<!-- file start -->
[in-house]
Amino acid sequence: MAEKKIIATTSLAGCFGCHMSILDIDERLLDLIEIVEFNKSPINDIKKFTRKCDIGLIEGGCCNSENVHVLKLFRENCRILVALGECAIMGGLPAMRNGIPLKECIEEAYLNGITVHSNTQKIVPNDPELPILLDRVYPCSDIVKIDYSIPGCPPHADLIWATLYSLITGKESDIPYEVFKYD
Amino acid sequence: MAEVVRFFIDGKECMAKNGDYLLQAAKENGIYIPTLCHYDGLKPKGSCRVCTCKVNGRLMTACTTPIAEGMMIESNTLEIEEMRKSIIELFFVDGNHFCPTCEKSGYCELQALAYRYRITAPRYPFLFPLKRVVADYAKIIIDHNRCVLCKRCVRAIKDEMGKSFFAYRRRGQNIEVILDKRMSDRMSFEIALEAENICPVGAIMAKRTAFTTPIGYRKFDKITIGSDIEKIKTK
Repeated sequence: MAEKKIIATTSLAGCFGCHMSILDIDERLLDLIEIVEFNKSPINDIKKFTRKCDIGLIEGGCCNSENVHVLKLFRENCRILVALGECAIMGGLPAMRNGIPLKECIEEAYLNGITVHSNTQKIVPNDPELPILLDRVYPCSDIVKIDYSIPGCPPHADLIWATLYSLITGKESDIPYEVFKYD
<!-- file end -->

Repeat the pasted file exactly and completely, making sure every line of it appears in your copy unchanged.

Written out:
[in-house]
Amino acid sequence: MAEKKIIATTSLAGCFGCHMSILDIDERLLDLIEIVEFNKSPINDIKKFTRKCDIGLIEGGCCNSENVHVLKLFRENCRILVALGECAIMGGLPAMRNGIPLKECIEEAYLNGITVHSNTQKIVPNDPELPILLDRVYPCSDIVKIDYSIPGCPPHADLIWATLYSLITGKESDIPYEVFKYD
Amino acid sequence: MAEVVRFFIDGKECMAKNGDYLLQAAKENGIYIPTLCHYDGLKPKGSCRVCTCKVNGRLMTACTTPIAEGMMIESNTLEIEEMRKSIIELFFVDGNHFCPTCEKSGYCELQALAYRYRITAPRYPFLFPLKRVVADYAKIIIDHNRCVLCKRCVRAIKDEMGKSFFAYRRRGQNIEVILDKRMSDRMSFEIALEAENICPVGAIMAKRTAFTTPIGYRKFDKITIGSDIEKIKTK
Repeated sequence: MAEKKIIATTSLAGCFGCHMSILDIDERLLDLIEIVEFNKSPINDIKKFTRKCDIGLIEGGCCNSENVHVLKLFRENCRILVALGECAIMGGLPAMRNGIPLKECIEEAYLNGITVHSNTQKIVPNDPELPILLDRVYPCSDIVKIDYSIPGCPPHADLIWATLYSLITGKESDIPYEVFKYD